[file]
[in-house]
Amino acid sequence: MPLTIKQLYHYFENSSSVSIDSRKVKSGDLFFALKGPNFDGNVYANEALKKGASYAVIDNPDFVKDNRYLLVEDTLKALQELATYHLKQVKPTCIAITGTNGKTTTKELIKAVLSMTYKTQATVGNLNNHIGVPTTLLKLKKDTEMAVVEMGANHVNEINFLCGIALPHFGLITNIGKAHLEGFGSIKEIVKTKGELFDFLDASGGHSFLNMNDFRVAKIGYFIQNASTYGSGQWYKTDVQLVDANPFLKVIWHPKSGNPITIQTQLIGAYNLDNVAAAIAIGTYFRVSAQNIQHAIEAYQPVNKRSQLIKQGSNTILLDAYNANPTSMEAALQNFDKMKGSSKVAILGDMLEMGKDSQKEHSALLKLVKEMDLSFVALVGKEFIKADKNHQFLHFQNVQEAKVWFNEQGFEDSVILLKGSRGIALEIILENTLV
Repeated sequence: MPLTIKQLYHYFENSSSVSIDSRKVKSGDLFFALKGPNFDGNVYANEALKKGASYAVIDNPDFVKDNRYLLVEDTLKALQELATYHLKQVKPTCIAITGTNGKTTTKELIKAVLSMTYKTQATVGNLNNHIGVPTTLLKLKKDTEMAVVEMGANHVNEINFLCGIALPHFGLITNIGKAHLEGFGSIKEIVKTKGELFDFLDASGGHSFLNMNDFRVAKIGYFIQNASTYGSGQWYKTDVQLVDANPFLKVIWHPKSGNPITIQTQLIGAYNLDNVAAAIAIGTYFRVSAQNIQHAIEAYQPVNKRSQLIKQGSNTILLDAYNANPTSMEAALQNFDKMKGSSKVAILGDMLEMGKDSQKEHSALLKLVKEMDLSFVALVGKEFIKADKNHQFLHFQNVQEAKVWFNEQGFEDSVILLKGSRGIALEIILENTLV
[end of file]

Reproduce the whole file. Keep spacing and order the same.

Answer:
[in-house]
Amino acid sequence: MPLTIKQLYHYFENSSSVSIDSRKVKSGDLFFALKGPNFDGNVYANEALKKGASYAVIDNPDFVKDNRYLLVEDTLKALQELATYHLKQVKPTCIAITGTNGKTTTKELIKAVLSMTYKTQATVGNLNNHIGVPTTLLKLKKDTEMAVVEMGANHVNEINFLCGIALPHFGLITNIGKAHLEGFGSIKEIVKTKGELFDFLDASGGHSFLNMNDFRVAKIGYFIQNASTYGSGQWYKTDVQLVDANPFLKVIWHPKSGNPITIQTQLIGAYNLDNVAAAIAIGTYFRVSAQNIQHAIEAYQPVNKRSQLIKQGSNTILLDAYNANPTSMEAALQNFDKMKGSSKVAILGDMLEMGKDSQKEHSALLKLVKEMDLSFVALVGKEFIKADKNHQFLHFQNVQEAKVWFNEQGFEDSVILLKGSRGIALEIILENTLV
Repeated sequence: MPLTIKQLYHYFENSSSVSIDSRKVKSGDLFFALKGPNFDGNVYANEALKKGASYAVIDNPDFVKDNRYLLVEDTLKALQELATYHLKQVKPTCIAITGTNGKTTTKELIKAVLSMTYKTQATVGNLNNHIGVPTTLLKLKKDTEMAVVEMGANHVNEINFLCGIALPHFGLITNIGKAHLEGFGSIKEIVKTKGELFDFLDASGGHSFLNMNDFRVAKIGYFIQNASTYGSGQWYKTDVQLVDANPFLKVIWHPKSGNPITIQTQLIGAYNLDNVAAAIAIGTYFRVSAQNIQHAIEAYQPVNKRSQLIKQGSNTILLDAYNANPTSMEAALQNFDKMKGSSKVAILGDMLEMGKDSQKEHSALLKLVKEMDLSFVALVGKEFIKADKNHQFLHFQNVQEAKVWFNEQGFEDSVILLKGSRGIALEIILENTLV